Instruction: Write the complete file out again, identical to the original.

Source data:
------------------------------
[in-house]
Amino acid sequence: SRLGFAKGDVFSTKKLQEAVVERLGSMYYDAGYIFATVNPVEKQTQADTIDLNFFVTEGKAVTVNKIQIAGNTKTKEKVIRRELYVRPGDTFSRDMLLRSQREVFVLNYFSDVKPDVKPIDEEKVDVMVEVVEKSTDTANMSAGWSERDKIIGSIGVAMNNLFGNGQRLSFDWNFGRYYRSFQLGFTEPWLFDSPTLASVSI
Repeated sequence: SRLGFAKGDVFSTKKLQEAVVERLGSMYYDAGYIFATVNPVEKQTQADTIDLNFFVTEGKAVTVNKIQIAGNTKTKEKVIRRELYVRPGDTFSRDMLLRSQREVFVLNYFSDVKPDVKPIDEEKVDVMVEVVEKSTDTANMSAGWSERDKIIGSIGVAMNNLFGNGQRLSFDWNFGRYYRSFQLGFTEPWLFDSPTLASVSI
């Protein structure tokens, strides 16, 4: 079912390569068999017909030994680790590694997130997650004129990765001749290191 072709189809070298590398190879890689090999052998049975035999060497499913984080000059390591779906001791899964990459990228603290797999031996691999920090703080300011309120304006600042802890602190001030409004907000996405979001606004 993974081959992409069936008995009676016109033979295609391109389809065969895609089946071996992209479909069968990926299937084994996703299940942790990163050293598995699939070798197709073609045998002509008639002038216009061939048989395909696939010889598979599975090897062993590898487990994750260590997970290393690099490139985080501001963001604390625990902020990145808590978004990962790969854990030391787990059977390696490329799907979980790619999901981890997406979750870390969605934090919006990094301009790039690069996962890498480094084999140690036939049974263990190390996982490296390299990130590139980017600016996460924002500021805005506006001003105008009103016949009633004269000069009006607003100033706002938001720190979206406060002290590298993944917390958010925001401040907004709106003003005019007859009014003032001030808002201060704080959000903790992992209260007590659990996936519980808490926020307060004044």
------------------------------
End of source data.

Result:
[in-house]
Amino acid sequence: SRLGFAKGDVFSTKKLQEAVVERLGSMYYDAGYIFATVNPVEKQTQADTIDLNFFVTEGKAVTVNKIQIAGNTKTKEKVIRRELYVRPGDTFSRDMLLRSQREVFVLNYFSDVKPDVKPIDEEKVDVMVEVVEKSTDTANMSAGWSERDKIIGSIGVAMNNLFGNGQRLSFDWNFGRYYRSFQLGFTEPWLFDSPTLASVSI
Repeated sequence: SRLGFAKGDVFSTKKLQEAVVERLGSMYYDAGYIFATVNPVEKQTQADTIDLNFFVTEGKAVTVNKIQIAGNTKTKEKVIRRELYVRPGDTFSRDMLLRSQREVFVLNYFSDVKPDVKPIDEEKVDVMVEVVEKSTDTANMSAGWSERDKIIGSIGVAMNNLFGNGQRLSFDWNFGRYYRSFQLGFTEPWLFDSPTLASVSI
């Protein structure tokens, strides 16, 4: 079912390569068999017909030994680790590694997130997650004129990765001749290191 072709189809070298590398190879890689090999052998049975035999060497499913984080000059390591779906001791899964990459990228603290797999031996691999920090703080300011309120304006600042802890602190001030409004907000996405979001606004 993974081959992409069936008995009676016109033979295609391109389809065969895609089946071996992209479909069968990926299937084994996703299940942790990163050293598995699939070798197709073609045998002509008639002038216009061939048989395909696939010889598979599975090897062993590898487990994750260590997970290393690099490139985080501001963001604390625990902020990145808590978004990962790969854990030391787990059977390696490329799907979980790619999901981890997406979750870390969605934090919006990094301009790039690069996962890498480094084999140690036939049974263990190390996982490296390299990130590139980017600016996460924002500021805005506006001003105008009103016949009633004269000069009006607003100033706002938001720190979206406060002290590298993944917390958010925001401040907004709106003003005019007859009014003032001030808002201060704080959000903790992992209260007590659990996936519980808490926020307060004044």